It seemed as if Mushtaq was the player needed to complete the perfect team. He had bowled 836.3 overs and taken 103 wickets, 43 more than anyone else in the first division. In his first five years with Sussex, 2003-2007, Mushtaq bowled the most overs in the country in four of those years. His success led to his recall for Pakistan in two Tests against South Africa in which he took two wickets after which he was dropped and never played for his country again.

Goodwin, Adams and Mushtaq, 2003

2006 – The double

The effort required to win that debut championship inevitably took its toll and there was a lull in form over the next two years with the side finishing fifth and third, mainly from slow starts in both campaigns. In 2006 Mark Robinson  replaced Peter Moores who moved to a job with the ECB and he set about dealing with the problem of the slow starts. With Rana Naved-ul-Hasan added to the attack and Luke Wright and Michael Yardy now established members of the side, Sussex made a good start to the 2006 campaign winning five of the first six matches and going on to repeat their performance of 2003. Mushtaq again broke the 100 wicket barrier taking 102 wickets at 19.91 and this time was 41 wickets in front of his nearest rival. The title was secured at Trent Bridge with Mushtaq taking nine wickets for 48 in the second innings and with Sussex making 560 for 5 declared, with Yardy making 119 and Goodwin 99. Over the season Goodwin had made 1649 runs at an average of 63.42. Along the way, Sussex defeated rivals Lancashire in the C&G Trophy in a low scoring match.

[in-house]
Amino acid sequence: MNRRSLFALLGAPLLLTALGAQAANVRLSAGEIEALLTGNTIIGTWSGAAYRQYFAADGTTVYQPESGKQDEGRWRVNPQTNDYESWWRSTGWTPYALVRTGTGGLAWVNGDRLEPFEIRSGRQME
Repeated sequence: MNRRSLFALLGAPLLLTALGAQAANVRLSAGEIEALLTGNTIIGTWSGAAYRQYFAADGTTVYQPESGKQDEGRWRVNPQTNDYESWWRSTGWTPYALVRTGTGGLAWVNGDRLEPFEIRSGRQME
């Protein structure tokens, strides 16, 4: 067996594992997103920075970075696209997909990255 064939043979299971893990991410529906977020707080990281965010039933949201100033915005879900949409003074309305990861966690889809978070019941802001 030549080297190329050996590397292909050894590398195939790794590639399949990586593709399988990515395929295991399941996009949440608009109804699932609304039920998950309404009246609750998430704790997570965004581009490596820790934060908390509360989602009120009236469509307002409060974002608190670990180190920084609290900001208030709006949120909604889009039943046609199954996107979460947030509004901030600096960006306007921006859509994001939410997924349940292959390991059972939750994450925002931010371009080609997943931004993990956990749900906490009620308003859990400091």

The following year, 2007, the championship went to the wire and Lancashire who had chased Sussex all season still had a chance to win if they could beat Surrey in the last match. Sussex did what they needed to do and beat Worcestershire well. They made 532 in the first innings and then bowled Worcestershire out twice to win by an innings and 14 runs early on the last day. Mushtaq made a vital contribution to Sussex’s continuing success by taking 13 wickets. In Lancashire’s match against Surrey, they were set to get 489 in four sessions, a target which was difficult to get, but had they achieved it, might have been enough to take the title to Old Trafford. On what was surely the longest day of the season, Sussex had to wait  to see whether their victory at Hove against Worcestershire had been enough. In the event Lancashire failed by just 15 runs in one of the most exciting finales to a championship in years.

Retirement for ‘Mushy’

In 2008, Mushtaq played just six games as two knee operations restricted his running and he decided to retire. He had secured his place as a Sussex great with 478 wickets for 12,114 runs in five years at a rate of 25.34 per wicket. Of his legacy Peter Moores said, “When Mushtaq first signed for us, he said he wanted to become the best overseas player in Sussex history, which was a big statement when you think of some of the names that had been at the club. By the end, I think you have to say he achieved it.”

The ‘Longest Day’ September 2007

Following retirement. Mushtaq took up a coaching role with the England team and was instrumental in bringing on Graeme Swann. On leaving England, Mushtaq became a bowling consultant for Pakistan until 2016 when he became head coach of Pakistan’s National Cricket Academy. In 2018 he became the assistant coach of the West Indies, and the following year was honoured for his contribution to cricket with an award for Outstanding Achievement in Sport at The Asian Awards.